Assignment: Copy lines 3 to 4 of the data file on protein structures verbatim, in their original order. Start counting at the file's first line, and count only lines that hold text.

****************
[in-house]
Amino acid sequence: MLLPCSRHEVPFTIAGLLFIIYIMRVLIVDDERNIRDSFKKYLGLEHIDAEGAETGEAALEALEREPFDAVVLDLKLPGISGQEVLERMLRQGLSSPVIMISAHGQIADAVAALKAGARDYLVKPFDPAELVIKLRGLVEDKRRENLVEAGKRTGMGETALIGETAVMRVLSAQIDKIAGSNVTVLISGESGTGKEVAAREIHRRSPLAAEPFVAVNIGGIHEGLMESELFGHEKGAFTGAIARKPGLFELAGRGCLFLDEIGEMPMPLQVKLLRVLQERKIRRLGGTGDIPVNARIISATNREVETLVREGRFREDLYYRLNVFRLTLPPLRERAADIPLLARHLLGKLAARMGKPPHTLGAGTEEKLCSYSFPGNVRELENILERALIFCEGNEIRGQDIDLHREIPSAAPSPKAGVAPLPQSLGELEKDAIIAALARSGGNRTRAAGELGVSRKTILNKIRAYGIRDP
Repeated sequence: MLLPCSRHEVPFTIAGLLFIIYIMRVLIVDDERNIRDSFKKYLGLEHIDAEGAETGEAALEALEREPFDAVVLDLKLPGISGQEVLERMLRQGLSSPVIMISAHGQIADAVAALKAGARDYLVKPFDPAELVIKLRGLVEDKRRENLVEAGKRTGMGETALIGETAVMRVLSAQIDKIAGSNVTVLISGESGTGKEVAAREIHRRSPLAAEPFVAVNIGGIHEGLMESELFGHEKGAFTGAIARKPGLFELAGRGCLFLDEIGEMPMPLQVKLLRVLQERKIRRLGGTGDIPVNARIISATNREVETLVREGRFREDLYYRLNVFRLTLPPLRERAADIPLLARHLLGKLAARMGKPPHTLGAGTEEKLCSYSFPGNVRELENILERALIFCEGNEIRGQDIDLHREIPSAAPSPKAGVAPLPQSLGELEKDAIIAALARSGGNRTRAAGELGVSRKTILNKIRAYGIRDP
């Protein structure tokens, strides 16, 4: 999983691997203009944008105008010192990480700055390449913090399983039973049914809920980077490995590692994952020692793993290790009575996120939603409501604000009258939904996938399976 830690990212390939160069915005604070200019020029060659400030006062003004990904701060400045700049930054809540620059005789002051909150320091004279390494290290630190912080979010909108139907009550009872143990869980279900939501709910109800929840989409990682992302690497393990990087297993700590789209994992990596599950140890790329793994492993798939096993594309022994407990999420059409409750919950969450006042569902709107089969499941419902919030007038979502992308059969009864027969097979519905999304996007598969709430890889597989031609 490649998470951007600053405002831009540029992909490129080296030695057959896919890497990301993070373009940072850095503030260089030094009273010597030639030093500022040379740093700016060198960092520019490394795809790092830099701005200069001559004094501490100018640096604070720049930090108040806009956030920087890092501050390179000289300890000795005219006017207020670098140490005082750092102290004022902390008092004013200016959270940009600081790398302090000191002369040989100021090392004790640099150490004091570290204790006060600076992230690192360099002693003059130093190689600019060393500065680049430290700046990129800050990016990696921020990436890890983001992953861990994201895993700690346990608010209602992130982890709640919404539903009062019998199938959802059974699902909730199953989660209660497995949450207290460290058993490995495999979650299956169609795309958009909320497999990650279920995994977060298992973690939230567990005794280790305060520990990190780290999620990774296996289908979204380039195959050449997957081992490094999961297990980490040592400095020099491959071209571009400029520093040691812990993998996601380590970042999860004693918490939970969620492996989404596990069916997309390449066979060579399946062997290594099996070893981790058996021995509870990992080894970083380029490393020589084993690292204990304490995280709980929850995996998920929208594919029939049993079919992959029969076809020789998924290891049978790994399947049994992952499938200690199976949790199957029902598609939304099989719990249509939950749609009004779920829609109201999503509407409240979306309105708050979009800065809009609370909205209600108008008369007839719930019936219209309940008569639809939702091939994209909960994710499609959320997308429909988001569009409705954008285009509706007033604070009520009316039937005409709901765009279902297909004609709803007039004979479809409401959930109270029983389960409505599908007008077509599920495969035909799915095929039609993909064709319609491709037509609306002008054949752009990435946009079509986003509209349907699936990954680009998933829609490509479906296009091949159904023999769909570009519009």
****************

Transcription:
Repeated sequence: MLLPCSRHEVPFTIAGLLFIIYIMRVLIVDDERNIRDSFKKYLGLEHIDAEGAETGEAALEALEREPFDAVVLDLKLPGISGQEVLERMLRQGLSSPVIMISAHGQIADAVAALKAGARDYLVKPFDPAELVIKLRGLVEDKRRENLVEAGKRTGMGETALIGETAVMRVLSAQIDKIAGSNVTVLISGESGTGKEVAAREIHRRSPLAAEPFVAVNIGGIHEGLMESELFGHEKGAFTGAIARKPGLFELAGRGCLFLDEIGEMPMPLQVKLLRVLQERKIRRLGGTGDIPVNARIISATNREVETLVREGRFREDLYYRLNVFRLTLPPLRERAADIPLLARHLLGKLAARMGKPPHTLGAGTEEKLCSYSFPGNVRELENILERALIFCEGNEIRGQDIDLHREIPSAAPSPKAGVAPLPQSLGELEKDAIIAALARSGGNRTRAAGELGVSRKTILNKIRAYGIRDP
């Protein structure tokens, strides 16, 4: 999983691997203009944008105008010192990480700055390449913090399983039973049914809920980077490995590692994952020692793993290790009575996120939603409501604000009258939904996938399976 830690990212390939160069915005604070200019020029060659400030006062003004990904701060400045700049930054809540620059005789002051909150320091004279390494290290630190912080979010909108139907009550009872143990869980279900939501709910109800929840989409990682992302690497393990990087297993700590789209994992990596599950140890790329793994492993798939096993594309022994407990999420059409409750919950969450006042569902709107089969499941419902919030007038979502992308059969009864027969097979519905999304996007598969709430890889597989031609 490649998470951007600053405002831009540029992909490129080296030695057959896919890497990301993070373009940072850095503030260089030094009273010597030639030093500022040379740093700016060198960092520019490394795809790092830099701005200069001559004094501490100018640096604070720049930090108040806009956030920087890092501050390179000289300890000795005219006017207020670098140490005082750092102290004022902390008092004013200016959270940009600081790398302090000191002369040989100021090392004790640099150490004091570290204790006060600076992230690192360099002693003059130093190689600019060393500065680049430290700046990129800050990016990696921020990436890890983001992953861990994201895993700690346990608010209602992130982890709640919404539903009062019998199938959802059974699902909730199953989660209660497995949450207290460290058993490995495999979650299956169609795309958009909320497999990650279920995994977060298992973690939230567990005794280790305060520990990190780290999620990774296996289908979204380039195959050449997957081992490094999961297990980490040592400095020099491959071209571009400029520093040691812990993998996601380590970042999860004693918490939970969620492996989404596990069916997309390449066979060579399946062997290594099996070893981790058996021995509870990992080894970083380029490393020589084993690292204990304490995280709980929850995996998920929208594919029939049993079919992959029969076809020789998924290891049978790994399947049994992952499938200690199976949790199957029902598609939304099989719990249509939950749609009004779920829609109201999503509407409240979306309105708050979009800065809009609370909205209600108008008369007839719930019936219209309940008569639809939702091939994209909960994710499609959320997308429909988001569009409705954008285009509706007033604070009520009316039937005409709901765009279902297909004609709803007039004979479809409401959930109270029983389960409505599908007008077509599920495969035909799915095929039609993909064709319609491709037509609306002008054949752009990435946009079509986003509209349907699936990954680009998933829609490509479906296009091949159904023999769909570009519009």